Aldi to Test Cashier-Free Shopping in Netherlands Store

Enabled by computer vision and artificial intelligence—and with an eye on exploring how that technology can support a cost-focused, high-volume retailer in multiple ways—Aldi will begin a test of a frictionless shopping experience at a discount store in Utrecht, the Netherlands, the German retailer said Friday.

The store, owned by Aldi Nord, will operate without checkouts for a 12-month period beginning early next year. The high-tech store represents the first deployment in the Netherlands of sensors and camera technologies from the Israel-based AI store infrastructure firm Trigo. The system tracks all shopping movements in the store, and assigns them to the right customer, who can pick their own items from the shelves and be billed automatically, checking in and out of the store with a QR code scan from a customer app in the style of an Amazon Go store.

The smart app solution also offers customers the ability to manage their shopping histories, request necessary refunds, or provide feedback on their purchases, Aldi said.

“Digitalization must support our core strategy and make shopping even easier for our customers,” Kashif Ansari, chief strategy officer at ALDI Nord, said in a release.

Aldi Nord, which operates 500 stores in the Netherlands and controls the Aldi brand in Belgium, Denmark, France, Germany, Luxembourg, Poland, Portugal and Spain and has a stake in the U.S. retailer Trader Joe’s, is a sister company to Aldi Sud, the brand’s U.S. parent.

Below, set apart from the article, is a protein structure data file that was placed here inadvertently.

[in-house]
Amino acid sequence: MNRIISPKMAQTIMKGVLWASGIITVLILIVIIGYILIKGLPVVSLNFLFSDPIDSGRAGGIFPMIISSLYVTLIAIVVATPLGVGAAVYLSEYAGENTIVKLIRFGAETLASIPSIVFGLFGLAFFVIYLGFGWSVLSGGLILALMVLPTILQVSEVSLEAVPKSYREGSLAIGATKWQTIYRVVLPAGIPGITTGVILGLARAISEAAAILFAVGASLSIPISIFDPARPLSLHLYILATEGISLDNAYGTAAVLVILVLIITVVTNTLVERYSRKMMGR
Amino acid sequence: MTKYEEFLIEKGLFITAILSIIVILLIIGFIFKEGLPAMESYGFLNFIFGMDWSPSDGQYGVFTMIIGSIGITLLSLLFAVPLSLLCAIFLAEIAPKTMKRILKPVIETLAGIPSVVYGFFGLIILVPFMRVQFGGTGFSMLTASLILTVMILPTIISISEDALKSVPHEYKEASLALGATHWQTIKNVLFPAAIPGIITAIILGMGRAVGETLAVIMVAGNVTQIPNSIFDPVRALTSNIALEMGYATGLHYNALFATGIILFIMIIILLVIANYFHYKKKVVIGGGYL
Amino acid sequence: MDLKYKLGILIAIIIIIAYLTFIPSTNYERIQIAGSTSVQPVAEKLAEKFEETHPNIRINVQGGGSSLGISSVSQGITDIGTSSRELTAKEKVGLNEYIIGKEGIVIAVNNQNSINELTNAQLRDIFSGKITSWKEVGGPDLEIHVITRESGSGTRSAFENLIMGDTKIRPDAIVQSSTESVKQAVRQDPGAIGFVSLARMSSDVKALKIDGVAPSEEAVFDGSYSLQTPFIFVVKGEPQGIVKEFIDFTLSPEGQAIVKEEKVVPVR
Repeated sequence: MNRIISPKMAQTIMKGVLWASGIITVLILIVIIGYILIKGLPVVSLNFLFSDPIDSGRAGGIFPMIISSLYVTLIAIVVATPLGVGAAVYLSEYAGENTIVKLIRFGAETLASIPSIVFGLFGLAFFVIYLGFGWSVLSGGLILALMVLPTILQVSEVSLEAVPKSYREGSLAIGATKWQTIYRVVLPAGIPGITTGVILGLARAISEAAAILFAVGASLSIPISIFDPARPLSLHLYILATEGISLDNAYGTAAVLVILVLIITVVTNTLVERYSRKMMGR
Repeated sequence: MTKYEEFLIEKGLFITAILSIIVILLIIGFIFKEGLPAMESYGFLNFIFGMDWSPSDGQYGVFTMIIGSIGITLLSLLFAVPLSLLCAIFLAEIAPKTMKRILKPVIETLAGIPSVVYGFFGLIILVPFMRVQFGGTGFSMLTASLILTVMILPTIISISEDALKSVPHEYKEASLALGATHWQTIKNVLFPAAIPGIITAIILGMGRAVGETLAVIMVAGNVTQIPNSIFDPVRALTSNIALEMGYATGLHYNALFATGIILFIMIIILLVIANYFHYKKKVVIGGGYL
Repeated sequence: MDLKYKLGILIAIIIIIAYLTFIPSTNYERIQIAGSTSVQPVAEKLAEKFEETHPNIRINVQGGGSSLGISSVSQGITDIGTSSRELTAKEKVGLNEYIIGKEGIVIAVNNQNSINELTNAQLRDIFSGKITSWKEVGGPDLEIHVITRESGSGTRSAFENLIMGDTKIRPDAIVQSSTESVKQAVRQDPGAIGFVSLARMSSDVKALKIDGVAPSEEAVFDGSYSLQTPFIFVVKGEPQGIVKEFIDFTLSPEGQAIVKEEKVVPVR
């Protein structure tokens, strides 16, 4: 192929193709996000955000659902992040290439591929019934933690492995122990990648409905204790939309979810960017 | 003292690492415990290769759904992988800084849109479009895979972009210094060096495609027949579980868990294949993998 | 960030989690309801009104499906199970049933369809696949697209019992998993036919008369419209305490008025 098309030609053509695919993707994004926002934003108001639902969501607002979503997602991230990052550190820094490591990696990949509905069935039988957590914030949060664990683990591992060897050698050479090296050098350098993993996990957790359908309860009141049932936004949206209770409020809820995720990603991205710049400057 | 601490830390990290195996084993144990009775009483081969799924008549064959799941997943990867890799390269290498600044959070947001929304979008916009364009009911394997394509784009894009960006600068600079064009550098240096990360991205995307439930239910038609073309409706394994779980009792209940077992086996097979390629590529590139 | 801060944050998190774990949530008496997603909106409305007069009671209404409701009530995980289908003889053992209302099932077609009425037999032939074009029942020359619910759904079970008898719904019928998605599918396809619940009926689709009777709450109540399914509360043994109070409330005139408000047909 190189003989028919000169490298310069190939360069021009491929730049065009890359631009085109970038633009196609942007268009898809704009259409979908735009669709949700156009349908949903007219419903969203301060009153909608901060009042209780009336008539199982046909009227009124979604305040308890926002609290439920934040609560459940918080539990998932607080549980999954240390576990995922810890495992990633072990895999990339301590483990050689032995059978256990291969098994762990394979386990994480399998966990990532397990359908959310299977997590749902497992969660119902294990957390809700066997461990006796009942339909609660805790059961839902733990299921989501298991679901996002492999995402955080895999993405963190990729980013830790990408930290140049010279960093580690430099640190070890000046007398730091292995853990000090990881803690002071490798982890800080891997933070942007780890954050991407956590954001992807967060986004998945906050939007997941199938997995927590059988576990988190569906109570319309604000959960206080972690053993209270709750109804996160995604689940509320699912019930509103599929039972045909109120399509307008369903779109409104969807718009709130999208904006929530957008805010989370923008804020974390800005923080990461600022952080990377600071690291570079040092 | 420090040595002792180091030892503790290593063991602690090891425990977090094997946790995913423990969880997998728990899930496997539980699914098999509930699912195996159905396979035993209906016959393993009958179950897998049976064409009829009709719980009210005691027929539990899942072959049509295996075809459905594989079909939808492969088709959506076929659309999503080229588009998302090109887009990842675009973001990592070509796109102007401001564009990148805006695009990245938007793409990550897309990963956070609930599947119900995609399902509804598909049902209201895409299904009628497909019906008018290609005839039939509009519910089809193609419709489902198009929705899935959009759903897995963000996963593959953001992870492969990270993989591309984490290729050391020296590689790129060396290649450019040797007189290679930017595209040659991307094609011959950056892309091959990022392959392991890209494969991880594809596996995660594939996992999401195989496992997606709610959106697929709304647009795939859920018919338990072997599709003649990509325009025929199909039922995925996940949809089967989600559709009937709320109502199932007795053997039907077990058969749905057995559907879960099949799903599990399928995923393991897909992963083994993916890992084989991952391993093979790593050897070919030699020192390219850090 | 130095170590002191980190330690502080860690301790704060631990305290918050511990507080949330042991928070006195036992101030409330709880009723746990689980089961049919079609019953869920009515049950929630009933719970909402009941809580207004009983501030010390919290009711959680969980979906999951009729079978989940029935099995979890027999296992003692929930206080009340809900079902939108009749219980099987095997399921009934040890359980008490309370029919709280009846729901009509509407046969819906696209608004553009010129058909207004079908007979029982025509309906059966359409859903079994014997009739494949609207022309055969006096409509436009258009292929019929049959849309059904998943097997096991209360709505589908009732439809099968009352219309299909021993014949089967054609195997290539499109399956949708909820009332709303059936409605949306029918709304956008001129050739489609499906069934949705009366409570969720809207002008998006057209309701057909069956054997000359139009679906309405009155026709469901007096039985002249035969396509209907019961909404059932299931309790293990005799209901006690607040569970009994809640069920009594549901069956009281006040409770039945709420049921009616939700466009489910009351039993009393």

Aldi was careful to frame the Utrecht store for its role as a “test under real-life conditions,” intended to show the extent to which the automatic payment process simplifies processes for customers and employees.

It added however that, important insights into future possible applications of the technology in the discount store are to be gained, including management and shrink control. The city center location is ideal for testing the system with a high customer frequency during the day, it said.

For these reasons, more employees than usual will be deployed in the new store in Utrecht, as many new processes will be implemented, Aldi said.

Trigo said it now works with five of the 10 largest retailers in the world, including a previously announced deal with the British retailer Tesco. The company is expected to announce a partnership with a significant U.S. grocer shortly.

“We are very proud to work with Aldi because the brand stands for innovation in food retailing,” said Michael Gabay, co-founder and CEO of Trigo. “Thanks to the technology used in the store, customers can shop conveniently while ALDI gets a better overview when it comes to merchandise availability.”

Aldi said data protection standards will be complied with in the process. The technology, for example, ensures that facial data is filtered out directly and not processed further.


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